Disclosure: Nothing to disclose.


Daxes M Banit, MD Partner, Middle Georgia Orthopaedic Surgery and Sports Medicine

Daxes M Banit, MD is a member of the following medical societies: American Medical Association

Disclosure: Nothing to disclose.

Daniel Murrey, MD Co-President, OrthoCarolina

Daniel Murrey, MD is a member of the following medical societies: American Academy of Orthopaedic Surgeons, American Association for Physician Leadership, North Carolina Medical Society, American Medical Association, North American Spine Society

Disclosure: Nothing to disclose.

Bruce V Darden, II, MD Director, Spine Surgery Fellowship, OrthoCarolina Spine Center; Spine Teaching Staff, Orthopaedic Residency Program, Carolinas Medical Center

Bruce V Darden, II, MD is a member of the following medical societies: American Academy of Orthopaedic Surgeons, American Orthopaedic Association, Scoliosis Research Society, Cervical Spine Research Society, AO North America, International Society for the Advancement of Spine Surgery, Lumbar Spine Research Society, North Carolina Medical Society, American Medical Association, North American Spine Society, Southern Medical Association, Southern Orthopaedic Association, American Society of Neurophysiological Monitoring, North Carolina Orthopaedic Association, North Carolina Spine Society, Scoliosis Association, Inc, Spine Society of Europe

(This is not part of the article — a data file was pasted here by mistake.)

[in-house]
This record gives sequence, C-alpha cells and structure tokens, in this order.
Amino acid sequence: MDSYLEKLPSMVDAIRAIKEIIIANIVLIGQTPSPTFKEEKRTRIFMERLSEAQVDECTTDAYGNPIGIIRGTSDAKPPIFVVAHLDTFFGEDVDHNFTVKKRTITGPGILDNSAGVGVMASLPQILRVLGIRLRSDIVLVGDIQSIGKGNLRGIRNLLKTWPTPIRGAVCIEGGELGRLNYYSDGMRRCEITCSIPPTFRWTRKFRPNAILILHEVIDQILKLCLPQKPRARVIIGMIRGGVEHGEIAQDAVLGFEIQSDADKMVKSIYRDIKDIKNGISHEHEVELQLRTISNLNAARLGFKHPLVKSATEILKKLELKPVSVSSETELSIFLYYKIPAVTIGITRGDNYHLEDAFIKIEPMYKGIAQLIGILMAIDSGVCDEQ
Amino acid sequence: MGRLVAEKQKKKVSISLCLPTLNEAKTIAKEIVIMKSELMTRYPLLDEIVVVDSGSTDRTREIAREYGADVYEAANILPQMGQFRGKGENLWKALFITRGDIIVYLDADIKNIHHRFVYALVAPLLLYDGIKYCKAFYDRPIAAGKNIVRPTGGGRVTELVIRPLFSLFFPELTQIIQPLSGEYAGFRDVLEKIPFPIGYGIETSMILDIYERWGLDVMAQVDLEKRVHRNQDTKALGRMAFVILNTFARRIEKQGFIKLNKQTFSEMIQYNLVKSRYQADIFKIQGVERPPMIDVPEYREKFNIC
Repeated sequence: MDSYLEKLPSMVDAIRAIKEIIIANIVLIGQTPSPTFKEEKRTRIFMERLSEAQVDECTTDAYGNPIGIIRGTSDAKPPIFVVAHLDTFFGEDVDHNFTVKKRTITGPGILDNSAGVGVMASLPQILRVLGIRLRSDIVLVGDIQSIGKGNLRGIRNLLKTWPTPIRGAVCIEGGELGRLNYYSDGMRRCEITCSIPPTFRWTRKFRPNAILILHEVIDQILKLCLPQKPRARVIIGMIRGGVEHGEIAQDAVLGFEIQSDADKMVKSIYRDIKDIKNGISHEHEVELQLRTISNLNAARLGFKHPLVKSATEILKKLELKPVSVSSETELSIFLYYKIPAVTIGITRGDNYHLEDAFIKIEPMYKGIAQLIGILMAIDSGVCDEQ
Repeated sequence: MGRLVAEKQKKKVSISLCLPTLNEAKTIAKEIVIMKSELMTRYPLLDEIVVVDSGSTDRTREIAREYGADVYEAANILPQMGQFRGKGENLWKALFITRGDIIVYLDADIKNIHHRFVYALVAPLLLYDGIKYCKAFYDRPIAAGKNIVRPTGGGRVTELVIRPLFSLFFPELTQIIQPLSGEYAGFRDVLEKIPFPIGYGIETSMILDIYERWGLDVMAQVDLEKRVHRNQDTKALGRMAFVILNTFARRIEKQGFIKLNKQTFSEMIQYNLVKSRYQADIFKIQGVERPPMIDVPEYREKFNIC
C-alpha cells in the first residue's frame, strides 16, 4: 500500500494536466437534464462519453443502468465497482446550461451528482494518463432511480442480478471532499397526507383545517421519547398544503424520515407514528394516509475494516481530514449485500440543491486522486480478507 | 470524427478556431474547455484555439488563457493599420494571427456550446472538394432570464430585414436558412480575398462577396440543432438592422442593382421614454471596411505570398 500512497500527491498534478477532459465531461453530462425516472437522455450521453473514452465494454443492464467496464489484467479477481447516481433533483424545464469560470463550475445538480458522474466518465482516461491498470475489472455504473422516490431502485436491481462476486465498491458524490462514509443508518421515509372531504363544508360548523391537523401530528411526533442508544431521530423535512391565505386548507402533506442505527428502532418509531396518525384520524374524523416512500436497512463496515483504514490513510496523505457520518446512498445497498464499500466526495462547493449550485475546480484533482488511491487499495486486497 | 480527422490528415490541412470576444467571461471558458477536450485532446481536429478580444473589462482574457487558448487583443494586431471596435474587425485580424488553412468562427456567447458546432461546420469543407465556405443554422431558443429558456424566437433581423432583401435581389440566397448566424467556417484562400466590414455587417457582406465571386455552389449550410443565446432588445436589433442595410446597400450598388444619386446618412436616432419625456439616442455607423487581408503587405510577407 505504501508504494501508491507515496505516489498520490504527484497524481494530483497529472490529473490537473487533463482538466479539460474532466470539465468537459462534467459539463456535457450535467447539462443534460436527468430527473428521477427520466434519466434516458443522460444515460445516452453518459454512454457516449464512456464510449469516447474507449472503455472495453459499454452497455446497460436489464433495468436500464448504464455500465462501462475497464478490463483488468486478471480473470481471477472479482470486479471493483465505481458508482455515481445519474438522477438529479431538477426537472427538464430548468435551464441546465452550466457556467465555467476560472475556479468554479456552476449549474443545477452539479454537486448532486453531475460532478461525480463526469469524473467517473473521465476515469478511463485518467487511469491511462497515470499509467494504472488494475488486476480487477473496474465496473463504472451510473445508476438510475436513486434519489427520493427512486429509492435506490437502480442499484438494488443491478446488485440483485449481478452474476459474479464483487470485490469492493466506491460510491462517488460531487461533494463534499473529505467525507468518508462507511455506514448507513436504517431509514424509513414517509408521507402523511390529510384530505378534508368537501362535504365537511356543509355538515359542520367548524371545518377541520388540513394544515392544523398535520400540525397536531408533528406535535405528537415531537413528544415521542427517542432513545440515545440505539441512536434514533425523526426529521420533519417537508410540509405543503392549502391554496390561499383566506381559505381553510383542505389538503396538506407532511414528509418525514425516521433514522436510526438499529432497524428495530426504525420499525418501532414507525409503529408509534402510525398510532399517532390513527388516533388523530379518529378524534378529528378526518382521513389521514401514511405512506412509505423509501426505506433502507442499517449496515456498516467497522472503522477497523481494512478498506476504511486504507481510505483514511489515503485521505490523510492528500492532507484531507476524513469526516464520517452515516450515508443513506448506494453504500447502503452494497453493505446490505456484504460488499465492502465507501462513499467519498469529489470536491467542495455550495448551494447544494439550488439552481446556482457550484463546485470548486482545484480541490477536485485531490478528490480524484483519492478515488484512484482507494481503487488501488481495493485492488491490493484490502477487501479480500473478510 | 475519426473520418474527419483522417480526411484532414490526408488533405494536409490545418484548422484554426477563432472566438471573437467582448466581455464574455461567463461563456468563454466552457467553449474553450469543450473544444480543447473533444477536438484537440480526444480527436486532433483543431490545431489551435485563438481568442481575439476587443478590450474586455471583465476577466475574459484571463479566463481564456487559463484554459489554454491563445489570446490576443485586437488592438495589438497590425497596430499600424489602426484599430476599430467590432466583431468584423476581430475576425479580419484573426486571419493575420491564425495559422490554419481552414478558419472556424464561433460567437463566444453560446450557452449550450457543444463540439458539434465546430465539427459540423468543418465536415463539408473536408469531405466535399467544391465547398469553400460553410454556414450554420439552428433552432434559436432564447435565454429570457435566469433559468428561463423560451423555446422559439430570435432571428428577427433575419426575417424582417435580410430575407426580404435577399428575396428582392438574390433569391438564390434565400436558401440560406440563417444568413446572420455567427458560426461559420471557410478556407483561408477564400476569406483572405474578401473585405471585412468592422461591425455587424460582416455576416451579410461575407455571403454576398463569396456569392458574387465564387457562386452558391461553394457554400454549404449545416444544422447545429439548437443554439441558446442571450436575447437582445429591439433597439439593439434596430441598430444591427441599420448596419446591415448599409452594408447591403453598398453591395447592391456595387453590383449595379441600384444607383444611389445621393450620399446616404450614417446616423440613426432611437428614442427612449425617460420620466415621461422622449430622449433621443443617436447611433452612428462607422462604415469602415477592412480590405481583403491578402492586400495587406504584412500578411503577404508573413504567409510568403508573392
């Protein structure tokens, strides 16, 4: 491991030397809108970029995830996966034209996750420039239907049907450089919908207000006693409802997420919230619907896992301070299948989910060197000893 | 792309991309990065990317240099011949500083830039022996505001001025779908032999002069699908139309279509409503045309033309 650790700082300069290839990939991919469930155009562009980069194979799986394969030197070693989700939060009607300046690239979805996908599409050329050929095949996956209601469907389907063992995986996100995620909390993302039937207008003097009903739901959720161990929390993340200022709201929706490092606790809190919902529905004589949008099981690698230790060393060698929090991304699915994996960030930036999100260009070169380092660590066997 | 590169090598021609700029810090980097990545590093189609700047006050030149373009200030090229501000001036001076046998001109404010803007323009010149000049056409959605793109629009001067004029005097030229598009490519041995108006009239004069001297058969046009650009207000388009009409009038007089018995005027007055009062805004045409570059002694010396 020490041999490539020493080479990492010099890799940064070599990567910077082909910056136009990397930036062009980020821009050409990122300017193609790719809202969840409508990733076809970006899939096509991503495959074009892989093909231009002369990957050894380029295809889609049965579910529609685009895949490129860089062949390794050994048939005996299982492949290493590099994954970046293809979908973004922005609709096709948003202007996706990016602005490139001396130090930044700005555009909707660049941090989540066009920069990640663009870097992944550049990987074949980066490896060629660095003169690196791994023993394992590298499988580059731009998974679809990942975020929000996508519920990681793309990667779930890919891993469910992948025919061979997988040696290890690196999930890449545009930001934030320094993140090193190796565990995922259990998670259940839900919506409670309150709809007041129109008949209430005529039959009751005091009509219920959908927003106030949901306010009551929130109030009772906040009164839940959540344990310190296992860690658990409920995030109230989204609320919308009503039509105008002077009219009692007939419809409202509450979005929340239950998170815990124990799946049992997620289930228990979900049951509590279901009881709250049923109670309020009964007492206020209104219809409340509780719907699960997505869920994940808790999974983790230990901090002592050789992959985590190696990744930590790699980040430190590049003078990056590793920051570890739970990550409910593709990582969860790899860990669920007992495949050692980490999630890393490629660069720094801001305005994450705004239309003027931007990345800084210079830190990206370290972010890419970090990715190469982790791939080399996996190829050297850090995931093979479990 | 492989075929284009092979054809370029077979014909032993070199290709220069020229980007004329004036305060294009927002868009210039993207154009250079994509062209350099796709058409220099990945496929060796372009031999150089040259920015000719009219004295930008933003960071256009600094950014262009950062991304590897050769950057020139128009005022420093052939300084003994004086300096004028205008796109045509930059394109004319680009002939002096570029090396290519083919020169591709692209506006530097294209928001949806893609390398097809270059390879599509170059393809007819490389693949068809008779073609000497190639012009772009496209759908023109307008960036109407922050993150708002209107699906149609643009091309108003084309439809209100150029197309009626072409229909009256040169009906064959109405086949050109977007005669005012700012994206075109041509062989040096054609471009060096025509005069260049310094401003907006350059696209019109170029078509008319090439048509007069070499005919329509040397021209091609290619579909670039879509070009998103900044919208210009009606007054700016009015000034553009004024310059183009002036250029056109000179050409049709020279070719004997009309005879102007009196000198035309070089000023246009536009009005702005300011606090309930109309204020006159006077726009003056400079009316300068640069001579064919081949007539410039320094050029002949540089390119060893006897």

Disclosure: Received consulting fee from Synthes for speaking and teaching; Received grant/research funds from Synthes for other; Received royalty from Stryker for other; Received consulting fee from Stryker for consulting; Received consulting fee from 4Web for consulting; Received consulting fee from Spineguard for consulting; Received ownership interest from BioMedFlex for other.

Specialty Editor Board

Francisco Talavera, PharmD, PhD Adjunct Assistant Professor, University of Nebraska Medical Center College of Pharmacy; Editor-in-Chief, Medscape Drug Reference

Disclosure: Received salary from Medscape for employment. for: Medscape.

William O Shaffer, MD Orthopedic Spine Surgeon, Northwest Iowa Bone, Joint, and Sports Surgeons

William O Shaffer, MD is a member of the following medical societies: American Academy of Orthopaedic Surgeons, American Orthopaedic Association, Kentucky Medical Association, North American Spine Society, Kentucky Orthopaedic Society, International Society for the Study of the Lumbar Spine, Southern Medical Association, Southern Orthopaedic Association